Instagram will remove fake likes and follows
Instagram says it has built machine learning-powered moderation tools that will help identify which accounts use these services and automatically remove the likes, follows, and comments. Any accounts that are identified as using third-party apps to boost popularity will be notified within Instagram that its fake likes have been removed. They’ll also be prompted to change their password, in case the third-party apps have compromised their account security.
As Instagram grows into a platform for influencers and brands to hawk more products, more accounts will inevitably turn to third-party apps to artificially boost the popularity of posts. Just this week, The New York Times reported on the phenomenon known as “nanoinfluencers,” or people with as little as 1,000 followers now trying to earn free products in exchange for advertising those items on Instagram. Like with Twitter’s crackdown on bots, weeding out fraudulent activity is something Instagram will need to continue addressing if it wants to protect the integrity of its ad business.
Although Instagram has long removed fake accounts, it hasn’t taken action against fake likes before. According to the company’s press release, the platform is planning on taking more measures against fake activity in coming weeks.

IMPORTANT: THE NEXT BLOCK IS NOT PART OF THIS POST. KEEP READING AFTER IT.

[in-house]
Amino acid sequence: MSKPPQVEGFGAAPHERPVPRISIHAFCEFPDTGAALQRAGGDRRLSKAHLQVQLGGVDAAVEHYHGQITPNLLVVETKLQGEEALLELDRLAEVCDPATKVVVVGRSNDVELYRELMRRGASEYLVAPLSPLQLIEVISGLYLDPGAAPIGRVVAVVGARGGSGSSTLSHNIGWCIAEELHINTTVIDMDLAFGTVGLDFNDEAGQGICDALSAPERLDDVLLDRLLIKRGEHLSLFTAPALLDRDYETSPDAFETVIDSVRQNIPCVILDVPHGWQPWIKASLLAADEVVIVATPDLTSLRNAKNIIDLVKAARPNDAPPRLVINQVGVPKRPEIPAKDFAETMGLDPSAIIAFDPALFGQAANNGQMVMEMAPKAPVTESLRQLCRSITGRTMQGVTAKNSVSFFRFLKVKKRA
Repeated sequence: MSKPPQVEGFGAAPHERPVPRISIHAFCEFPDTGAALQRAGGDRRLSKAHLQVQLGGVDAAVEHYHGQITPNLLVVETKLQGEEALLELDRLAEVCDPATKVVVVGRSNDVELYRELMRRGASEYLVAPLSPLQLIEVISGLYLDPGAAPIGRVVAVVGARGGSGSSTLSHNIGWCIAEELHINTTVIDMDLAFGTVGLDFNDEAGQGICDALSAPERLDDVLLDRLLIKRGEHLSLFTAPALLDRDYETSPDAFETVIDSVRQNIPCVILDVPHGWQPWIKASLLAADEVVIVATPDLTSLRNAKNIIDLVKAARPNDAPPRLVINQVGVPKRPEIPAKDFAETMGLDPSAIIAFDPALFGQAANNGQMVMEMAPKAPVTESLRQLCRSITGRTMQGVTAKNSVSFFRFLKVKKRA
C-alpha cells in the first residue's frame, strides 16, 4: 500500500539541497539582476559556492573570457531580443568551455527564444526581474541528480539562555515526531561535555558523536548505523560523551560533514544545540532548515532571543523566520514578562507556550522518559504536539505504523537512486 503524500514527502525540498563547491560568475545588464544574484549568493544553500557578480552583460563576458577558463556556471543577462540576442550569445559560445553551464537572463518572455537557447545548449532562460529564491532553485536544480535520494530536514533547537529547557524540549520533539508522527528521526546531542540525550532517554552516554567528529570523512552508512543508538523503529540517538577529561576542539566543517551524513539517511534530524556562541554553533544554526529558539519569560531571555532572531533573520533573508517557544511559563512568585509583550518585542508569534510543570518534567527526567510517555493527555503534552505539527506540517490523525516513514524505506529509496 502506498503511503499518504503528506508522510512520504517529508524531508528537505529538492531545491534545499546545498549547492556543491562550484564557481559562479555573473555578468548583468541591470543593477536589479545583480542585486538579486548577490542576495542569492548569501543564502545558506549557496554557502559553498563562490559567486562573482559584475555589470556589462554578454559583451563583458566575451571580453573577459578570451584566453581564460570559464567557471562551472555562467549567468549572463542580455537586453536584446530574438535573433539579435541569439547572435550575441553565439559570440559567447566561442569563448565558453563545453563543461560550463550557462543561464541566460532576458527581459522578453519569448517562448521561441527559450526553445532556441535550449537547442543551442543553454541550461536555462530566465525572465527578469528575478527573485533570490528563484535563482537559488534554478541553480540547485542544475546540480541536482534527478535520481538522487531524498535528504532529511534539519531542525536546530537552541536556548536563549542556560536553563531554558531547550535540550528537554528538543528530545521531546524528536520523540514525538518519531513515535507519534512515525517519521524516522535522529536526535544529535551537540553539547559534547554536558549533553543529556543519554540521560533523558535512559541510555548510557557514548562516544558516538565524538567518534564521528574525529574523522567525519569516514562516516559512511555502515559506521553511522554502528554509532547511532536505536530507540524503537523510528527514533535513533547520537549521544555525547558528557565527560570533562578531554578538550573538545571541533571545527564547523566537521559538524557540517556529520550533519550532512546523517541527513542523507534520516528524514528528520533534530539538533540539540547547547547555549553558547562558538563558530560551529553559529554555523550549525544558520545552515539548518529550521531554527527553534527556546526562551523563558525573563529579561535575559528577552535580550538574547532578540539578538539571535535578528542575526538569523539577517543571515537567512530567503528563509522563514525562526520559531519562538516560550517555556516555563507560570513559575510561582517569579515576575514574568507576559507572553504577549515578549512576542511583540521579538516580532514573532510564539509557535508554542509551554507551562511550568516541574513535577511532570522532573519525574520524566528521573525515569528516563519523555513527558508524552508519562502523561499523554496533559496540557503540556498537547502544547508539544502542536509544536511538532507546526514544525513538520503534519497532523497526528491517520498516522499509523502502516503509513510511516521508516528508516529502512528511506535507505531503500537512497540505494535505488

Twitter now lets you report accounts that you suspect are bots
Twitter has updated a portion of its reporting process, specifically when you report a tweet that you think might be coming from a bot or a fake account masquerading as someone or something else. Now, when you tap the “it’s suspicious or spam” option under the report menu, you’ll be able to specify why you think that, including an option to say “the account tweeting this is fake.”
Twitter announced the change through its official safety account today, and it’s now live on both the web version and mobile version of the service.
Of course, while this change certainly provides users a bit of much-needed granularity in the reporting process, it’s still less clear what happens after you’ve sent the report off to Twitter’s safety team. We don’t know whether listing an account as fake will increase the likelihood that it gets banned — and that’s likely for good reason, considering coordinated groups could flood the system with bad faith reports that try to get a genuine account deemed a fake one and banned as a result.
According to a Twitter spokesperson, “The new reporting flow will allow us to collect more detailed information so we can identify and remove spam more effectively. With more details to review, we’ll be adding more resources to our review processes.”
So knowing that — and knowing Twitter is taking spam, bots, and its overall fake account problem more seriously of late — there is a good chance this reporting change could inspire more proactive bans. The company said back in July that it had removed 70 million accounts in May and June of this year for violating its policies on malicious and spammy behavior. Twitter even lost users quarter to quarter, as noted in its most recent earnings report, as a result of its bot crackdown.
So while it may be bad for business in the short term, its clear Twitter sees the overall integrity of its platform as an important long-term goal.